24 November 1972

I_can_see_clearly_now_(Johnny_Nash)

Pos LW Weeks Song Artist
1 1 12 I Can See Clearly Now  – Johnny Nash
2 4 10 A Shoulder to Cry On  – Denise Freeman
3 2 13 It’s too Late Now  – Lauren Copley
4 3 24 I Need Someone  – Alan Garrity
5 9 4 Mouldy Old Dough  – Lieutenant Pigeon
6 6 5 Hello-A  – Sharon Tandy & Billy Forrest
7 8 10 Burning Love  – Elvis Presley
8 13 7 Wig-Wam Bam  – Sweet
9 11 6 Run to Me  – Bee Gees
10 5 21 Sunday, Monday, Tuesday  – Jessica Jones
11 12 22 Nice to be with You  – Gallery
12 10 12 Sunshine Lover  – Daniel Boone
13 7 20 Sylvia’s Mother  – Dr. Hook
14 18 2 Garden Party  – Rick Nelson
15 14 15 Every Day Every Night  – John Edmond
16 16 16 Mama, Papa (Nana, Nana)  – Cyan
17 17 2 Bottoms Up  – Middle of the Road
18 New 1 Today’s a Tomorrow  – Giorgio
19 New 1 I Need Your Love  – Letta Mbulu
20 New 1 Lovely Lorraine  – William E.

Johnny Nash’s ‘I Can See Clearly Now’ became the 7th song to manage 7 weeks at number 1. Only 3 of those 7 songs had gone on to have more weeks at 1. Denise Freeman’s ‘A Shoulder to Cry On’ took over the number 2 spot from Lauren Copley’s ‘It’s Too Late Now’ with the former climbing 2 and the latter dropping 1 place to number 3.

The Sweet’s ‘Wig-Wam Bam’ was the climber of the week, moving up 5 from 18 to 13. This was their 7th time with the award and they were the 14th act to reach this many.

Lieutenant Pigeon’s ‘Mouldy Old Dough’ and Rick Nelson’s ‘Garden Party’ were the other star raters this week with both songs climbing 4 places to land at 5 and 14 respectively. It was ‘Mouldy Old Dough’s second week running as a star rarter.

‘Sylvia’s Mother’ by Dr Hook was the faller of the week. It dropped 6 places from 7 to 13.

Alan Garrity’s ‘I Need Someone’ moved on to 24 weeks in the chart and enjoyed its 3rd week as the oldest in the top 20.

Groep Twee’s ‘Dink Jy Darem Nog Aan My’ became the 20th song to spend just 1 week at number 20 as it left the top 20 this week. This brought to an end their SA chart career after 3 hits, 34 weeks and a best peak of 3 which both ‘Die Ou Kraalliedjie’ and ‘Daar’s Niks Soos Ware Liefde’ managed.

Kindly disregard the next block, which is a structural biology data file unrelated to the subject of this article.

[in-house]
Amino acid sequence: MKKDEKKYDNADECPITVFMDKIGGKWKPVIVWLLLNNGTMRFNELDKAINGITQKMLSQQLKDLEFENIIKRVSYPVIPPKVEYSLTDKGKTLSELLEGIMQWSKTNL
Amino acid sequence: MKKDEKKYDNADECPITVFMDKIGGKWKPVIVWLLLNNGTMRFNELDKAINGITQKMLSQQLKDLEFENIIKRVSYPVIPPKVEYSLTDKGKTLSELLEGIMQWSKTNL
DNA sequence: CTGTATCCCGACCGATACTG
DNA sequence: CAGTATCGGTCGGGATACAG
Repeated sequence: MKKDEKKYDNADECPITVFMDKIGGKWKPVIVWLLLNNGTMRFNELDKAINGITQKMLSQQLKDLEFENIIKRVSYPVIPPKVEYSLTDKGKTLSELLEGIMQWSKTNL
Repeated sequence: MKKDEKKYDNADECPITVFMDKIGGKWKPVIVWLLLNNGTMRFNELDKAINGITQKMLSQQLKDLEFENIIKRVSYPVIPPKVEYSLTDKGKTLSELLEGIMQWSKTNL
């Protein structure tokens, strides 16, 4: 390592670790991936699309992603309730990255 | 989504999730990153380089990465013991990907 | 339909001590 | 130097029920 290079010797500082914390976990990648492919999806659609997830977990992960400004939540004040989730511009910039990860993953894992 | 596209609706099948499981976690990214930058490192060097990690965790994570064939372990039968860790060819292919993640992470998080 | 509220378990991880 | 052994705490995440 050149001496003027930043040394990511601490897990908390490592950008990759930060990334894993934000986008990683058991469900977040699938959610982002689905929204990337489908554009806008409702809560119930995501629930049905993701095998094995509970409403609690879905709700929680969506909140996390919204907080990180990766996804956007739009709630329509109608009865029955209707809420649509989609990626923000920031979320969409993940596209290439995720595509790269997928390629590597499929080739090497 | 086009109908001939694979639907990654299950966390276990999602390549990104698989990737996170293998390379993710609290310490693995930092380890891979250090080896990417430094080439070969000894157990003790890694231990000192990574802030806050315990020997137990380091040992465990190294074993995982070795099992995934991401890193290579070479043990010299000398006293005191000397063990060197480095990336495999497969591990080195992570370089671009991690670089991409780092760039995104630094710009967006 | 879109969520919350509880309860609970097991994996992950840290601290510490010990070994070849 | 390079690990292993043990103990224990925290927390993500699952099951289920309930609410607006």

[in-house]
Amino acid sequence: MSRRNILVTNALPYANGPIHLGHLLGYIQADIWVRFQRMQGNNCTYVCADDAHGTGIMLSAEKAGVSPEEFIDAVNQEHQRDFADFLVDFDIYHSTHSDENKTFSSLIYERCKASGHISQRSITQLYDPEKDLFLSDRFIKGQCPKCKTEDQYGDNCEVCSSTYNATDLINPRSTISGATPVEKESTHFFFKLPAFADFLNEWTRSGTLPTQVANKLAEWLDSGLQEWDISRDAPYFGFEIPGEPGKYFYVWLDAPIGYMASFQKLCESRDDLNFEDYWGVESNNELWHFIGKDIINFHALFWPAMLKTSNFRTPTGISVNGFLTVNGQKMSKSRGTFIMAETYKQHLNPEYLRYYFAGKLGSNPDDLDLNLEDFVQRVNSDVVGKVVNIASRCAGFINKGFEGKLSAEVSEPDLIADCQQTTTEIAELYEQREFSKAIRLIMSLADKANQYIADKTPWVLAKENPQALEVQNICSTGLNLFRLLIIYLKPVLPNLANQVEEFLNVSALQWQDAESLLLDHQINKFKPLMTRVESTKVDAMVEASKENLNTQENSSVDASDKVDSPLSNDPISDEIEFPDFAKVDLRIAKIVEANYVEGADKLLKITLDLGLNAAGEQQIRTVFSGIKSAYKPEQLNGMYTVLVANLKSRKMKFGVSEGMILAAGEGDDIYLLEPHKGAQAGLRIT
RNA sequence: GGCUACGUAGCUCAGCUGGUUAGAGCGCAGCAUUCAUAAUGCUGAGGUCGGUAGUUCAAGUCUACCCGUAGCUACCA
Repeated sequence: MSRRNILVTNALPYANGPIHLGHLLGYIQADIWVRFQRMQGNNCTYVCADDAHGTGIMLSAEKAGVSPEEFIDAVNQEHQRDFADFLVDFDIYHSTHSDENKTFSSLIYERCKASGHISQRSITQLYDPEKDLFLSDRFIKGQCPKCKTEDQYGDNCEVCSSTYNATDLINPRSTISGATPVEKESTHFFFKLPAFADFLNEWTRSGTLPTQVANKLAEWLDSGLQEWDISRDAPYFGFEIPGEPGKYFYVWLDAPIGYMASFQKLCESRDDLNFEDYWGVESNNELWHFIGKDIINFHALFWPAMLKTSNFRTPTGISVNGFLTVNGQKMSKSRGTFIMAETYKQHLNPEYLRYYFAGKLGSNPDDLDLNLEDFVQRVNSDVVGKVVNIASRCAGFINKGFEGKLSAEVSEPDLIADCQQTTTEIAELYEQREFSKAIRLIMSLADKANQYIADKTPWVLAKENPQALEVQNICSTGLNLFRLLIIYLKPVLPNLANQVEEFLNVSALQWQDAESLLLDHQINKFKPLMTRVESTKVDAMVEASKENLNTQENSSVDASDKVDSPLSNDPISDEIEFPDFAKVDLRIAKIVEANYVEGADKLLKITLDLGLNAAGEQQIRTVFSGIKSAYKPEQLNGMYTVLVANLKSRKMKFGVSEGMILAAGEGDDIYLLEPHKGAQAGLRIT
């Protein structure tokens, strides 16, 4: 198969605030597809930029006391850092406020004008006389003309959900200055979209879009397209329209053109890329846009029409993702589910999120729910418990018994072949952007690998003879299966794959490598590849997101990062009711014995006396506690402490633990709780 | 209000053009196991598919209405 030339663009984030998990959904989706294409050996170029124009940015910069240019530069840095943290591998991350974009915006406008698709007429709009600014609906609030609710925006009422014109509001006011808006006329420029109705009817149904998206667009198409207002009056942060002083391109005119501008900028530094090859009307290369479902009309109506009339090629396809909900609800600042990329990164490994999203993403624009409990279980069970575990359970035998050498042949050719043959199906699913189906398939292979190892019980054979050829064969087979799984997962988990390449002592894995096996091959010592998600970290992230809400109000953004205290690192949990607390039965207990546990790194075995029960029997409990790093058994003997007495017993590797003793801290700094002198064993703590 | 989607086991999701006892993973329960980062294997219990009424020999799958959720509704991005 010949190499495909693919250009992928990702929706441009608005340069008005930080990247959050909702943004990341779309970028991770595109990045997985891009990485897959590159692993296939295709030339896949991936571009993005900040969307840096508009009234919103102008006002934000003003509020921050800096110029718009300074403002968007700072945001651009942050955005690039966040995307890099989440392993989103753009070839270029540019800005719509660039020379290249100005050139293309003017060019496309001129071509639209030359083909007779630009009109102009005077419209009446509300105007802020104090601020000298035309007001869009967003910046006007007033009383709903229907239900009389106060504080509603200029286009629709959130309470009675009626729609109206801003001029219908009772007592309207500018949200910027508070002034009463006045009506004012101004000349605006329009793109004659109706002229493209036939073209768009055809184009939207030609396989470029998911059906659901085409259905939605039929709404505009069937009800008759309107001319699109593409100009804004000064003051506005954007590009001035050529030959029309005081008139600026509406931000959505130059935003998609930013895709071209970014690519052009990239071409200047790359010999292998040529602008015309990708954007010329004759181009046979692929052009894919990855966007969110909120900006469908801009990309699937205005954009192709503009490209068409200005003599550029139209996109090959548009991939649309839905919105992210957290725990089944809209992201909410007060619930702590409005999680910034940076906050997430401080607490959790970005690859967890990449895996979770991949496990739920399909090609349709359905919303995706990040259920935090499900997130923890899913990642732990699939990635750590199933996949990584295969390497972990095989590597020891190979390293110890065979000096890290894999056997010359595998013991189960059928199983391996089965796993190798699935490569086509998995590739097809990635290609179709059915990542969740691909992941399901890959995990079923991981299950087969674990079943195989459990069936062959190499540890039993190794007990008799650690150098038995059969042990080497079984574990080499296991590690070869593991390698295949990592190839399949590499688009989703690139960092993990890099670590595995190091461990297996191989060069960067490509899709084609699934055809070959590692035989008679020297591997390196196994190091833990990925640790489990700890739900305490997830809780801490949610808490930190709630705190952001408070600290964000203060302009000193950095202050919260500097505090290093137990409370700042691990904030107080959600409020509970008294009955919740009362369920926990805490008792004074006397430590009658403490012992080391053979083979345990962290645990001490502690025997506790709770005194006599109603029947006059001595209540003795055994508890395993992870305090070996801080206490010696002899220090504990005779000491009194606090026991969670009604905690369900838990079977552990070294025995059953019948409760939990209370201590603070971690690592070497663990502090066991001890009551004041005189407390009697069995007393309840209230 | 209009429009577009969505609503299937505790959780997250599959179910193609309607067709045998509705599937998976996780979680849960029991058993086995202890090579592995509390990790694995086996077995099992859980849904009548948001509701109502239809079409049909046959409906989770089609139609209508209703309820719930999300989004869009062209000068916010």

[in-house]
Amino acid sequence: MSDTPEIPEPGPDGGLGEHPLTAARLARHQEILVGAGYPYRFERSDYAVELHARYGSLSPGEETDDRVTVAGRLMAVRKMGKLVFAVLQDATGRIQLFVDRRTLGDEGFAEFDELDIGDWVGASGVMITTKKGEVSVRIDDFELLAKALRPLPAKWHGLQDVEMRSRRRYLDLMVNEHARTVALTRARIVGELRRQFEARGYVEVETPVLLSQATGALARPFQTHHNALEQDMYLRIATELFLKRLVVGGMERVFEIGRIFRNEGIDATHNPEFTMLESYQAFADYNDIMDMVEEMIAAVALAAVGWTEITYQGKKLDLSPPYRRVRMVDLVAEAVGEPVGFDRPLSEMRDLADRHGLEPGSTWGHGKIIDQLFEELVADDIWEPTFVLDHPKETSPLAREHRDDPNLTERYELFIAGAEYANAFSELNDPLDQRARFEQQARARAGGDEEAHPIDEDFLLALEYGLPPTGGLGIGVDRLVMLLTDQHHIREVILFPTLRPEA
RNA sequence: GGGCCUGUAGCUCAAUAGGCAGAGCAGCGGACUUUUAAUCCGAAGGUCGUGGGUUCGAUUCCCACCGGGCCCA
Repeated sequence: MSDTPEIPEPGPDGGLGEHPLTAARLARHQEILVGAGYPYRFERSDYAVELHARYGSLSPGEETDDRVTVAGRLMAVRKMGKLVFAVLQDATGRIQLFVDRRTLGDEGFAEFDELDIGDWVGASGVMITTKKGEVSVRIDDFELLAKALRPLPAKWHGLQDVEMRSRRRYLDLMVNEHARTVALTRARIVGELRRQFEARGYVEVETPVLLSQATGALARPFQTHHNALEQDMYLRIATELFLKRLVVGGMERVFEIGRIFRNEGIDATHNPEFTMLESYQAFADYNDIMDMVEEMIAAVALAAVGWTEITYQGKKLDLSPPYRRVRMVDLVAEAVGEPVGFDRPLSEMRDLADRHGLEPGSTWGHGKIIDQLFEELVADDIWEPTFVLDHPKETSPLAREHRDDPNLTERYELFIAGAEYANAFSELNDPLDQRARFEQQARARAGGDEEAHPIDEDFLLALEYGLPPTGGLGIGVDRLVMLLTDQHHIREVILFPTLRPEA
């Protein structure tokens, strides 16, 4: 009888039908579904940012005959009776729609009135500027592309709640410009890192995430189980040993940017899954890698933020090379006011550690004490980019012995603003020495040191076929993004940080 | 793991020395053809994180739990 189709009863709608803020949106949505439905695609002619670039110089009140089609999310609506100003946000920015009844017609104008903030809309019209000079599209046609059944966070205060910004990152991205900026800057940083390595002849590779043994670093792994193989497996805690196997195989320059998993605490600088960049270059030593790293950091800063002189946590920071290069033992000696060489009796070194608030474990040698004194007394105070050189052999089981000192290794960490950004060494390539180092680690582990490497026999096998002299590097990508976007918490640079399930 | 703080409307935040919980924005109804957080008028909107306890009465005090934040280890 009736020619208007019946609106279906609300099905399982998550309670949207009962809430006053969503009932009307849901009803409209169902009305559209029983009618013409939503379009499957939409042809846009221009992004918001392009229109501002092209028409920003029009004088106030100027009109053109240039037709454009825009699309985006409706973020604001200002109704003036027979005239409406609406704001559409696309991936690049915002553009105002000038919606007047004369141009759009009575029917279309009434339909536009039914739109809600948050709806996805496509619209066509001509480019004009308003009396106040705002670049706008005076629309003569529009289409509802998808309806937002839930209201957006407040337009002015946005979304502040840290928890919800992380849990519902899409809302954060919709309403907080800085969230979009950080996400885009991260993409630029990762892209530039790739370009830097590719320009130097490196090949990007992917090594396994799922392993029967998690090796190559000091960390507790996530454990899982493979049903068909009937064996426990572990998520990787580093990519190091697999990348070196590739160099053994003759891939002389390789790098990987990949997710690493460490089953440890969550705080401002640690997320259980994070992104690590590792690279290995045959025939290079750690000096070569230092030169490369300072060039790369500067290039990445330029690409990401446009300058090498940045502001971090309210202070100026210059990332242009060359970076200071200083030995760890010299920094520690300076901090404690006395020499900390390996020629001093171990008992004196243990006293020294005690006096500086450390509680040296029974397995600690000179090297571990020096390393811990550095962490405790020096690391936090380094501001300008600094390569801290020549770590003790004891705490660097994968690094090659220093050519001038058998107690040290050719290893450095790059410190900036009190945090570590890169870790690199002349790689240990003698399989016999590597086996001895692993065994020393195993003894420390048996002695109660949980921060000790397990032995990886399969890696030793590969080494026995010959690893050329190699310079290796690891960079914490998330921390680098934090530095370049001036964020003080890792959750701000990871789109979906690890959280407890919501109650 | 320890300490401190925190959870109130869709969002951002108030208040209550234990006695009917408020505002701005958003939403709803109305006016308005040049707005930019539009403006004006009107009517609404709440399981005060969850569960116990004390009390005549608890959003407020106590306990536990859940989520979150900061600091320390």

Rod Stewart’s first outing in our charts was rather brief as ‘You Wear It Well’ dropped out of the top 20 after just 2 weeks with us and a highest placing of 19. This was, of course, just the start of an illustrious SA chart career for Stewart.

Last to leave was Andy Williams’ ‘Speak Softly Love (Love Theme From “The Godfather”)’. It spent 5 weeks in the charts and peaked at 14. We were not yet done with Williams in our charts.

‘Today’s A Tomorrow’ was Giorgio (Moroder)’s 2nd hit to chart in SA. He wrote the song himself and was his 3rd to chart as a songwriter as he had penned his first hit (‘Looky Looky’) and Chicory Tips ‘Son Of My Father’. ‘Today’s A Tomorrow’ didn’t make a dent on any of the other world charts, but did make number 6 on the LM Radio charts. Giorgio’s hit was the 4th by an Italian act. Italy were still the 11th highest nation in terms of hit count and were 1 behind The Netherlands who were at 10th on 5 hits.

Letta Mbulu became the first of only 2 local black solo female artists to chart. The other one would be Margaret Singana. Mbulu’s ‘I Need Your Love’ was the 20th song by a local solo female to chart and was written by her one time husband Caiaphas Semenya along with someone listed as O. Drake.

Last of the new entries was William E. (better known as Billy Forrest) with ‘Lovely Lorraine’.  This was his 2nd song to chart under this name and his 8th overall, putting him on top of the list of number of hits by a local act, 1 ahead of Four Jacks & A Jill and Jody Wayne. ‘Lovely Lorraine’ was written by Chris Andrews (who had had 6 hits as an artist) and was the 10th one written by him to chart. He was the 16th song writer so far to get to double figures for number of hits. ‘Lovely Lorraine’ was also recorded by 2 different German artists Tony Summer and Perry Baden. With Forrest’s duet with Sharon Tandy also sitting in the charts, he became the 6th local act to manage 2 in the top 20 at the same time.

With there being 2 new entries by local acts and 1 leaving, the local hit count moved up to 8 and this was the first time in 50 weeks that it had been this high. It was the 3rd week running where there were more local acts in the charts than any other nation.

Dr Hook’s ‘Sylvia’s Mother’ became the 18th song to reach 20 weeks in the charts.

Elvis Presley climbed into tied 8th position on the weeks count list alongside Herman’s Hermits as his total moved on to 95 while Middle Of The Road’s 71 weeks moved them into the top 20 of the list for the first time as they shared 20th place with The Tremeloes. On the local list, Billy Forrest was now tied 4th with The Peanut Butter Conspiracy with 48 to their respective names. They were, however, 20 weeks behind 3rd placed Four Jacks & A Jill who were on 68. Alan Garrity shook off Virginia Lee to make 10th spot his own as his 37 was 1 more than Lee’s. Lee dropped to 11th. Lauren Copley’s weeks count climbed to 25 and this placed her tied 20th with Ken J. Larkin on the local weeks count list.

We saw the average number of weeks the top 20 songs had been with move on to 10.2 and this equalled the record highest to date and it was only the second time this average had climbed over 10.

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